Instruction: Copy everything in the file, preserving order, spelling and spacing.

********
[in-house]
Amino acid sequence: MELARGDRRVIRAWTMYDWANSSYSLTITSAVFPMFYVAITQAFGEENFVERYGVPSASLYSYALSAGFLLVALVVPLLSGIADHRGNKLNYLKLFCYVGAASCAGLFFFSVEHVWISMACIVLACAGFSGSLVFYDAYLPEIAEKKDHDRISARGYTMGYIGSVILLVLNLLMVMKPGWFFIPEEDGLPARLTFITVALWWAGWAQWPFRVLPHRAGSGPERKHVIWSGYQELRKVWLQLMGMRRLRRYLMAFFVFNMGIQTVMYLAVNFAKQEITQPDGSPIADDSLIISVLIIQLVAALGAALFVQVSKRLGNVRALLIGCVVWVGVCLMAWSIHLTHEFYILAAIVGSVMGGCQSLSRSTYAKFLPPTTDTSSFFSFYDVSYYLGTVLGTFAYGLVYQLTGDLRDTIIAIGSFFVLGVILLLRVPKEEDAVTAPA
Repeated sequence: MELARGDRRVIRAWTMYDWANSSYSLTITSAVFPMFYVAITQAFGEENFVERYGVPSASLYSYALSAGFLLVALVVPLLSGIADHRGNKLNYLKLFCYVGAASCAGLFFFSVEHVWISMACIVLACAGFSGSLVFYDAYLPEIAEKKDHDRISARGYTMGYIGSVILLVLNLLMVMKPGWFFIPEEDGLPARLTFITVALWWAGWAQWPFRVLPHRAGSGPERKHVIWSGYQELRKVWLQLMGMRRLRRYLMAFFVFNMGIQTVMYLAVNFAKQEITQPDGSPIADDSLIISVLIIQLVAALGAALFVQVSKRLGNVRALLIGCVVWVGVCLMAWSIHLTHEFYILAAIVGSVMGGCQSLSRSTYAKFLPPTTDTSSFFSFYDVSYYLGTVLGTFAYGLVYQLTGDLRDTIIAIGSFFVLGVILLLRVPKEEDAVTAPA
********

[in-house]
Amino acid sequence: MELARGDRRVIRAWTMYDWANSSYSLTITSAVFPMFYVAITQAFGEENFVERYGVPSASLYSYALSAGFLLVALVVPLLSGIADHRGNKLNYLKLFCYVGAASCAGLFFFSVEHVWISMACIVLACAGFSGSLVFYDAYLPEIAEKKDHDRISARGYTMGYIGSVILLVLNLLMVMKPGWFFIPEEDGLPARLTFITVALWWAGWAQWPFRVLPHRAGSGPERKHVIWSGYQELRKVWLQLMGMRRLRRYLMAFFVFNMGIQTVMYLAVNFAKQEITQPDGSPIADDSLIISVLIIQLVAALGAALFVQVSKRLGNVRALLIGCVVWVGVCLMAWSIHLTHEFYILAAIVGSVMGGCQSLSRSTYAKFLPPTTDTSSFFSFYDVSYYLGTVLGTFAYGLVYQLTGDLRDTIIAIGSFFVLGVILLLRVPKEEDAVTAPA
Repeated sequence: MELARGDRRVIRAWTMYDWANSSYSLTITSAVFPMFYVAITQAFGEENFVERYGVPSASLYSYALSAGFLLVALVVPLLSGIADHRGNKLNYLKLFCYVGAASCAGLFFFSVEHVWISMACIVLACAGFSGSLVFYDAYLPEIAEKKDHDRISARGYTMGYIGSVILLVLNLLMVMKPGWFFIPEEDGLPARLTFITVALWWAGWAQWPFRVLPHRAGSGPERKHVIWSGYQELRKVWLQLMGMRRLRRYLMAFFVFNMGIQTVMYLAVNFAKQEITQPDGSPIADDSLIISVLIIQLVAALGAALFVQVSKRLGNVRALLIGCVVWVGVCLMAWSIHLTHEFYILAAIVGSVMGGCQSLSRSTYAKFLPPTTDTSSFFSFYDVSYYLGTVLGTFAYGLVYQLTGDLRDTIIAIGSFFVLGVILLLRVPKEEDAVTAPA